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6:34 AM Fri, Nov. 16th

For mixed martial arts fans in PV, there's nothing like a good bout

Matt Hinshaw/The Daily Courier<br>Marcus Brodit, right, of Prescott hits Josh Rodda Saturday night during the Rage in the Cage 175 MMA event.

Matt Hinshaw/The Daily Courier<br>Marcus Brodit, right, of Prescott hits Josh Rodda Saturday night during the Rage in the Cage 175 MMA event.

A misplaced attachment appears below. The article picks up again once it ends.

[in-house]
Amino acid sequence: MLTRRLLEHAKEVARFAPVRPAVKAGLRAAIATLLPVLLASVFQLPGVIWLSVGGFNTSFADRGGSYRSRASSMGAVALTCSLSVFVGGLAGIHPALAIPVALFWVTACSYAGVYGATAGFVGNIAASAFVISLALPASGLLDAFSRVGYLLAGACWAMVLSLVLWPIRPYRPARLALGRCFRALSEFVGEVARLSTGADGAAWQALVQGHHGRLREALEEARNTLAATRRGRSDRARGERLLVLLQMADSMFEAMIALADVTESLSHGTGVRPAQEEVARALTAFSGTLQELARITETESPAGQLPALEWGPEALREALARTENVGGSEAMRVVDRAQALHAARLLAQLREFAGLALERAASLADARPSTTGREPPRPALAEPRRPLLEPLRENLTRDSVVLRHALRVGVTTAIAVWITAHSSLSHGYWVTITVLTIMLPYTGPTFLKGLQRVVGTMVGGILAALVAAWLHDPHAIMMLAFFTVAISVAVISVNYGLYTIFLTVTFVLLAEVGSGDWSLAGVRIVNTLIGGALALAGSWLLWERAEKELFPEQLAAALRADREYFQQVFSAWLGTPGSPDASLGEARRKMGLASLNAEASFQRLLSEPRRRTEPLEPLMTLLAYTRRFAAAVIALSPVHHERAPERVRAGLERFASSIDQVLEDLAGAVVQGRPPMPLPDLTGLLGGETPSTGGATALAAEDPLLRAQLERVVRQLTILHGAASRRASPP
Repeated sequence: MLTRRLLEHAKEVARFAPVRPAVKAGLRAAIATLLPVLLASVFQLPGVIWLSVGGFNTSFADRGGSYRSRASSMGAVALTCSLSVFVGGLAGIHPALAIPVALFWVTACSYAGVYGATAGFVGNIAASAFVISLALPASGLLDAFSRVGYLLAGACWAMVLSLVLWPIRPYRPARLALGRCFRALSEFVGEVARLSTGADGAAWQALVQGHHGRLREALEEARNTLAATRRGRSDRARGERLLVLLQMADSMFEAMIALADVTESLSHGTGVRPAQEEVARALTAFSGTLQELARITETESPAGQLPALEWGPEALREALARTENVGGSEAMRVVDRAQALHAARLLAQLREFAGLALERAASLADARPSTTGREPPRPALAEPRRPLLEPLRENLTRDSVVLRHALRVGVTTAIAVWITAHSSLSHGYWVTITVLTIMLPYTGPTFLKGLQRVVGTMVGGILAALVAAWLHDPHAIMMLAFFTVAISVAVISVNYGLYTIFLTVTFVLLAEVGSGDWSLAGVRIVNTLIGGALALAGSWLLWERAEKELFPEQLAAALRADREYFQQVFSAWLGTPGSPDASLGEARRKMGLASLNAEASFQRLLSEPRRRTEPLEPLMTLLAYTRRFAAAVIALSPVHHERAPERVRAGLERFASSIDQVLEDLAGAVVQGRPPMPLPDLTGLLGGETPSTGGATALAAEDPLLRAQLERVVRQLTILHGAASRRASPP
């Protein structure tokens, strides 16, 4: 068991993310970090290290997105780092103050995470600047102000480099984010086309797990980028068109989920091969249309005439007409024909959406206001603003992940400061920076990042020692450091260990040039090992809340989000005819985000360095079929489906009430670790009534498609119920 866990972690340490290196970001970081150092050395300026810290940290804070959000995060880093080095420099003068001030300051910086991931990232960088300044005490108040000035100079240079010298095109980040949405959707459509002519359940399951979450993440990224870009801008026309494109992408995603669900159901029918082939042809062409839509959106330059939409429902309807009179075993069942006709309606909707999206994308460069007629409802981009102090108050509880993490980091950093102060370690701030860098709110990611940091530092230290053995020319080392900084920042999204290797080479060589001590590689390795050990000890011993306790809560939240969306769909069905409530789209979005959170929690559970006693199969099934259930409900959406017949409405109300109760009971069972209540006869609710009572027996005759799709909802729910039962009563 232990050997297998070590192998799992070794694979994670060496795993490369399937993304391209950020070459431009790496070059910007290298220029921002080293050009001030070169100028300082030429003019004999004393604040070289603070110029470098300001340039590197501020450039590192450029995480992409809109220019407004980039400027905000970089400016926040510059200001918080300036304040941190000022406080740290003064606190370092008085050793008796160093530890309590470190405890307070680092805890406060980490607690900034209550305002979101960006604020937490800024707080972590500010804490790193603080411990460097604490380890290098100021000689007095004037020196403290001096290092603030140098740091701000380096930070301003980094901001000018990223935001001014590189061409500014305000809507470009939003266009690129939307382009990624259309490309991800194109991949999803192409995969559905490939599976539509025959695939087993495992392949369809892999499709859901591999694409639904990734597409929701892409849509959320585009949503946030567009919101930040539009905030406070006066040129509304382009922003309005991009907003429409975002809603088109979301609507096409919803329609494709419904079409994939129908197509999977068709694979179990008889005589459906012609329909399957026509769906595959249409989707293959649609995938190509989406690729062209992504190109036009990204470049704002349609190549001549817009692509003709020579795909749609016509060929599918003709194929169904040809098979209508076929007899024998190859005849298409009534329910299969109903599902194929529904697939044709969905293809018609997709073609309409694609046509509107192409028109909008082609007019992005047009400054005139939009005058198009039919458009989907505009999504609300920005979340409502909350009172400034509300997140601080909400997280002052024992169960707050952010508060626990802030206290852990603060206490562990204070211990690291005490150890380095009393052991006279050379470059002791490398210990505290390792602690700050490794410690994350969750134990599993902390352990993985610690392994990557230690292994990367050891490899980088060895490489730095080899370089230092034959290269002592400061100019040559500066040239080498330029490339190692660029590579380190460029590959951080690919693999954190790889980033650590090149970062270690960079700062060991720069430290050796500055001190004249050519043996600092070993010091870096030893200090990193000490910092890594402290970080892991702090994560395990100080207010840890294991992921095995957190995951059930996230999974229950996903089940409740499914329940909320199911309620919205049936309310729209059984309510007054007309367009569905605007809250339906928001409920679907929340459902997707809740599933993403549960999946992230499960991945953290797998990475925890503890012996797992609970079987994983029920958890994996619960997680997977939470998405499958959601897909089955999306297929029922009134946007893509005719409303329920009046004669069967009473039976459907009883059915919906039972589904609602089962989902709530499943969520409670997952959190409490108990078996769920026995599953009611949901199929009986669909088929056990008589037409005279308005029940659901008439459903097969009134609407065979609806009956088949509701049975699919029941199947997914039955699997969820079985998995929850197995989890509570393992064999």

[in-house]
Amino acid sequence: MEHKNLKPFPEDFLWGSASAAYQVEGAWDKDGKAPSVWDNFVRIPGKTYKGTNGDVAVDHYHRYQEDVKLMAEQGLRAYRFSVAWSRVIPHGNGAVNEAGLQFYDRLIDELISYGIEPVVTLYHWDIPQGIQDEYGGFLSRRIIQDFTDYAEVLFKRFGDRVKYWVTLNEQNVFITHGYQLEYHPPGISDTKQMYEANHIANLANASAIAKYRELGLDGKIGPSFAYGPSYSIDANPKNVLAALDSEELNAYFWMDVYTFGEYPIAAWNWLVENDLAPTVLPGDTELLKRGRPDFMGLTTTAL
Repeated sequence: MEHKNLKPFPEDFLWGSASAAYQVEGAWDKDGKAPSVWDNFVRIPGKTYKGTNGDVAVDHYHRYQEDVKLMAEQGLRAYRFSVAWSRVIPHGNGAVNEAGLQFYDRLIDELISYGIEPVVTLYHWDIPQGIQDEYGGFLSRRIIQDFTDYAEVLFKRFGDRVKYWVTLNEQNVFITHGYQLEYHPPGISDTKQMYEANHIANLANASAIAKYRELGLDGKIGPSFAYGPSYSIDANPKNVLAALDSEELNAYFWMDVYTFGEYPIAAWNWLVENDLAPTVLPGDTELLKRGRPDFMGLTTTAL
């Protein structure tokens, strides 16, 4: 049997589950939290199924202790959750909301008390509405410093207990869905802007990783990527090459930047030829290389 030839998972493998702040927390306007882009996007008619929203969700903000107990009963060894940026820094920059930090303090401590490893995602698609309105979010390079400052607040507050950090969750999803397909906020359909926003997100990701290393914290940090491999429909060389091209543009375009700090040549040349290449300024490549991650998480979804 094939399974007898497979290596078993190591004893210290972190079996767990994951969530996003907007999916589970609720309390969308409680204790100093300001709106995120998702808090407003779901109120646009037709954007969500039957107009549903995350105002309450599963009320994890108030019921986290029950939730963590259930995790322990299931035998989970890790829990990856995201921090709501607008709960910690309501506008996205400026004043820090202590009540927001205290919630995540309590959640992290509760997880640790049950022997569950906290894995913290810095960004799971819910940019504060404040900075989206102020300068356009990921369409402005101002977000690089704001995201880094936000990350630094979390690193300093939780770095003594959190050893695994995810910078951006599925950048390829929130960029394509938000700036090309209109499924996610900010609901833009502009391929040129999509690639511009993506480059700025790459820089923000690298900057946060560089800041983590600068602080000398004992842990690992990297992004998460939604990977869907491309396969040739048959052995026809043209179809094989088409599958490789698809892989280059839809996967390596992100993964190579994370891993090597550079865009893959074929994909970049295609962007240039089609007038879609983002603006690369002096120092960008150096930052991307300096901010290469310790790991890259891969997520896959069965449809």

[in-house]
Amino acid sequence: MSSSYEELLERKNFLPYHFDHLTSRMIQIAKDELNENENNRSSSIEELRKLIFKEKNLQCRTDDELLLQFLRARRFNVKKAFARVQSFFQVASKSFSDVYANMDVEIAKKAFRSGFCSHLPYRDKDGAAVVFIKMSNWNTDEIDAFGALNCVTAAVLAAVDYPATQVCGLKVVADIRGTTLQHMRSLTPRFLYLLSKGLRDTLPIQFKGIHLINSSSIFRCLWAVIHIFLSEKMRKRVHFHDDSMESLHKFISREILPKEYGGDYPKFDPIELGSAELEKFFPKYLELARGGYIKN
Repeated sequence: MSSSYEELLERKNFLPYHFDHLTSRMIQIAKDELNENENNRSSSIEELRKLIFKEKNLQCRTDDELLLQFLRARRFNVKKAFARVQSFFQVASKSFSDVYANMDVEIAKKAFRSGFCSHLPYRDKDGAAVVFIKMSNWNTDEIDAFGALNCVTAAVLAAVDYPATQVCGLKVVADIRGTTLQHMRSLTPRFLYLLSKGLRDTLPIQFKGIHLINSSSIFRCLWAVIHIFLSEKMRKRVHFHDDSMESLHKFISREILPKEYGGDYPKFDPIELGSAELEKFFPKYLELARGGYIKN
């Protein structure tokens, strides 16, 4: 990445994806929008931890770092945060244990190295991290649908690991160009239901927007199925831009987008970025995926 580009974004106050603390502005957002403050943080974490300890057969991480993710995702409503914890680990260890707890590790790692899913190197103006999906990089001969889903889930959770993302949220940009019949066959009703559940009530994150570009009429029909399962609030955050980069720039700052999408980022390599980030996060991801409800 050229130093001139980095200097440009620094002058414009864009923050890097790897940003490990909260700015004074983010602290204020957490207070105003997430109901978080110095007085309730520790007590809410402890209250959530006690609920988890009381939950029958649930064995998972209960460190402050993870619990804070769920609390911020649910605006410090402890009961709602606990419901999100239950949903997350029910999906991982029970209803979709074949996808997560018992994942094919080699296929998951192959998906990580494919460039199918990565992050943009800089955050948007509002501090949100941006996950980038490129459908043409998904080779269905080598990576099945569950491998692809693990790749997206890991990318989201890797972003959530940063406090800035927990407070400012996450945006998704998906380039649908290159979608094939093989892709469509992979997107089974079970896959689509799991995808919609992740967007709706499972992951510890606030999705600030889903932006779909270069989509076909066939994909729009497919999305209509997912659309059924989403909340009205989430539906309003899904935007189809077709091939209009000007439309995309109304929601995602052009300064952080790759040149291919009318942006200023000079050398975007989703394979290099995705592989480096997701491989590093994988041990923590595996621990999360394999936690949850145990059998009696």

Chris Keaton and his son, Ashtin, sat in their cushioned seats on the floor of Prescott Valley Event Center the night of Saturday, Jan. 31, anxiously anticipating the annual Rage in the Cage mixed martial arts competition.Chris, 43, brought Ashtin, 9, to Rage in the Cage to share the experience of live MMA fighting amongst a throng of more than 1,000 people cheering in an intimate setting.In the past, Chris, who's from PV, attended a similar event here that he enjoyed. On this evening, though, he and Ashtin were seated only about 10-15 yards away from the black-fence-lined cage with a direct line of sight to where the action was about to go down.Chris couldn't wait for the main event, the final bout of the night that featured 145-pound pro Danny Hilton of Prescott MMA Academy."A lot of people like seeing fights," Chris said about an hour before the bouts got under way, as music blared through the speakers overhead. "It's better than watching it at home on TV. This is my first time sitting up close."Related: Mixed Martial Arts helps Prescott-area fighters brave the cageMMA fans are drawn to the sport because it's so intense, and it's an adrenaline junkie's dream. While it's true that swinging fists and feet are allowed in the cage, there's more to it than that."It's not just punches with gloves," Chris said. "You've got submissions, chokeholds, kicks to the head. It's more like a street fight, but controlled."Another fan, local Anne Riggs, was bracing for the fights alongside one of her female friends from a front-row seat, also on the floor, probably no more than 20 feet from the cage.Riggs attends Prescott MMA Academy. She was in the crowd to support her buddies who were fighting, including Hilton. She said Hilton, who teaches classes at the academy, doubles as one of her trainers.When she's watching the fights, Riggs said she has a "hunch" for who will win and who will lose."I love the fights, I love the brawl and I love the blood," Riggs said candidly. "That's not exactly the typical female response. I get so into it, and I'm biting my nails."But what about the dangers involved? It's not uncommon for fighters, even pros, to succumb to nasty injuries. Riggs said the pros aren't as susceptible as the amateurs "because they know what they're doing."Amid the boisterous introductions of the fighters, then the roars and applause from spectators during the bouts, Riggs is all in."How can you go to a fight and not have 'the loud'?" she said. "And the music starts goin' when they come out. How do you not feel amazing and get all pumped up? Even if you're here and don't know anybody, your heart starts poundin'. It's such an adrenaline rush."Patrick Josephs, 30, a bearded fight fan from Gilbert, was drinking a beer with his friends in an open space on the floor behind the seats where several fans had congregated to mill around before the fights. He said he's been to a few of these types of MMA events in the past year and respects the athletes in every weight class."These guys train so hard, they've come a long way - like cuttin' weight, eatin' right," Josephs said. "Training sessions are horrible (for the most dedicated fighters in the sport). They're in the gym probably 14 hours a day. You've got to be prepared for something like this."Arizona native Charlie Cox, 44, of Mesa, who was milling around with Josephs, said he's followed mixed martial arts since its inception years ago. He enjoys MMA more than boxing, for example, because there are fewer, shorter rounds."I love the intensity, I love everything about the sport," Cox added. "It's fast. It's quick. I don't have to sit and watch 15 rounds. I like seeing the big names fight each other."Rage in the Cage is considered a rung below the top-of-the-line UFC (Ultimate Fighting Championship), although it's taken competitive strides, Cox said."I've been to a lot of Rage in the Cage events, and this venue here is amazing," he added.Rage in the Cage is currently conducted at PV Event Center once annually. However, PV Event Center General Manager Gary Spiker said Rage in the Cage management has talked with him about bringing MMA to the arena here two or three times a year in the future."These are the semi-pros - these are the guys that make it to the big time," Spiker said. "So, we're up a level than the first time we (hosted MMA), and people like that. It's almost more fun than straight boxing."Riggs said she's glad PV Event Center continues to host Rage in the Cage with a fight card that mixes in pro fights with amateur bouts."For the most part, this town wants to see a good fight," she added. "But this is small-town. And if it builds up, it shows that that's what we want more often. Bring the good stuff to town."Follow Doug Cook on Twitter @dougout_dc